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Greenbrae’s Bill Arnold is a long-time gridiron veteran of the world’s most unique auto race, where banter is revered as much as speed, where comedy is celebrated almost as lavishly as laps completed.

Now he has dragged his son, 19-year-old Derek, into the fray, and he’s on the podium right away.

They run in the 24 Hours of Lemons series, which is a cover for the other endurance race at Le Mans in France. It’s also a nod to the fruit’s automotive connotations associated with junkers.

Participants often express this shared sense of humor through artificial additions to the car, such as the “Star Trek” tube motors sticking out of the back of the Honda Civic. There was once a Dodge Neon painted white that instead of a trunk had a tall Plexiglas box with a mannequin inside wearing a white robe and a pontiff’s hat. It was a Dodge Pope-mobile.

Of course, some of these drums come at an aerodynamic cost. Most of the time these more outrageous teams don’t expect to win, despite being among the 120 or so cars competing. They want to falsify society, racing history and good taste in loud and very tangible ways.

But others, like Arnolds and co-drivers Ron DeBruin and Bill Lampher, are there to go fast and run with the leaders.

During the Lemons’ foray into Sonoma Raceway later this fall, dubbed the Yokohama Arse-Freeze-Apalooza, the quartet finished third in the Stolen Trailer Racing No. After nearly 14 hours of racing in 118 cars in 35 BMWs spread over two days. Saul Macias of Novato was also supposed to drive, but got sick before the first time and went home.

Arnold’s team could have placed higher if they really wanted to go all out. His teams won overall in 2018 and again last year in dramatic and stinking fashion.

“Last year we won. We planned it. We tried hard and it worked. We rev up the engine by winning,” Arnold said. And this brings his favorite Lemons memory. “Crossing the finish line knowing I was in P1 and looking at the gauges and seeing I had no oil pressure and the temperature gauge was red for the last half hour, but I still won.” Co-drivers Jason Camisa, Tony Page of Novato, DeBruin and two-time 24 Hours of Daytona class winner Randy Pobst shared the glory. Josh Brinkman had the keys to the winning #34 BMW as well as the #35 car that finished 11th.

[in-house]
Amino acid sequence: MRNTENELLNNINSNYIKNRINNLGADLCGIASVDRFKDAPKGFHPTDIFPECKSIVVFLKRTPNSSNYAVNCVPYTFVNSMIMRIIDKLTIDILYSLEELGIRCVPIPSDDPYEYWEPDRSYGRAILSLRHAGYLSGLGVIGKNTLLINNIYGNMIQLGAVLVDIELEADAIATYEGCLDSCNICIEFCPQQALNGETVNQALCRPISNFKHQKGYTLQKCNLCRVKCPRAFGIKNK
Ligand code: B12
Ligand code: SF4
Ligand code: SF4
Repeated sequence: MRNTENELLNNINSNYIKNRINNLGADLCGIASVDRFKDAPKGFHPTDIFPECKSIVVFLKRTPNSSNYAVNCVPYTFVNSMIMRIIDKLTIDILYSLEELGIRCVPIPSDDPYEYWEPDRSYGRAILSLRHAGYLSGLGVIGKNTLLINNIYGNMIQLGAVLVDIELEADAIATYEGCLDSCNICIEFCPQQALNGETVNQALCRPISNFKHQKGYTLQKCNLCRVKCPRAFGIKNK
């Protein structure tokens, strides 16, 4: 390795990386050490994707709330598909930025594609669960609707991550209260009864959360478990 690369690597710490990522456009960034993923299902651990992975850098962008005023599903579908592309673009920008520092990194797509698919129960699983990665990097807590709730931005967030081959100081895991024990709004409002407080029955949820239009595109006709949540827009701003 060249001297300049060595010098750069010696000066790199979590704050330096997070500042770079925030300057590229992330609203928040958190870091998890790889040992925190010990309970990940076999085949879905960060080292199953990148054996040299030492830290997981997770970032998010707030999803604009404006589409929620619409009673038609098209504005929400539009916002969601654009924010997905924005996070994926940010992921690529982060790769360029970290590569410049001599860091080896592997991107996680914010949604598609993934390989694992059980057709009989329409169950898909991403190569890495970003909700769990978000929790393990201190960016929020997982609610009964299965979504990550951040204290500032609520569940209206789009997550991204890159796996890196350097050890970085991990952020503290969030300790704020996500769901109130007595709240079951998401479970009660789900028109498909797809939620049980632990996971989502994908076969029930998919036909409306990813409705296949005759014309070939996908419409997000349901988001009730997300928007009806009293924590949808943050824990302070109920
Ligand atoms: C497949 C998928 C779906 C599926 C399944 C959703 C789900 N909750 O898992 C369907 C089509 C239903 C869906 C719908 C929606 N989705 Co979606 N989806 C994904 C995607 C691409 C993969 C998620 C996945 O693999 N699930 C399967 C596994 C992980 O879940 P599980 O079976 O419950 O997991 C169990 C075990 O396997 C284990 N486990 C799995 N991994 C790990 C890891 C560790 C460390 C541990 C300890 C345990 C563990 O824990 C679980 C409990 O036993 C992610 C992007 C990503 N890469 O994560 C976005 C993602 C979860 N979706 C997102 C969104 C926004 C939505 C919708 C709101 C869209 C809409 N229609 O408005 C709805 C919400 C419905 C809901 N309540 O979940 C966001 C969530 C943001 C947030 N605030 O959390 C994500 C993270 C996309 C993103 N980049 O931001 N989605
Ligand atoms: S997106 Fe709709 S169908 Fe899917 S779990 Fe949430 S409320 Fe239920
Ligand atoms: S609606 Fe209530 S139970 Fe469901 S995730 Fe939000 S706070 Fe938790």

However, for 2022, the tone and tactics were different.

“We are not going to victory. We’re just going to have fun,” Arnold said of this relaxed approach. “If we wanted to be really serious about it, we could do a day with just one pit stop.”

Instead, they gave the eventual winners plenty of spin, opting for far more driving changes than the eventual winning entry, another BMW. And since Arnold and his accomplices owned one of the NASCAR garage booths, they made their driver changes in the comfort of a covered booth, not in a pit in the rain. They left a few rounds for that luxury.

Almost any driver can compete, the only requirements being a valid driver’s license and paying a $100 annual fee. And any car can race until it costs next to nothing before safety equipment is added. The differences in performance, experience and skill levels are huge.

So lap time gaps can vary by more than half a minute between the fast guys and the tails.

Saturday’s start saw light rain and a wet and greasy track that doubled that disparity. This made the early hours a cross between slalom skiing and reverse Whack-a-Mole.

Some drivers were 30 mph or slower on the curves. You often see cars three or four wide in the braking zone.

But the drivers can’t slide over the grass. The rules prohibit going over the runway surface and you can be black flagged and brought in for a stern and long talk.

“You have to look down the road and expect somebody to do something that’s maybe less intelligent,” Arnold said. “The talent level is quite broad. You’re passing people in places the driving school would have told you you should never be.”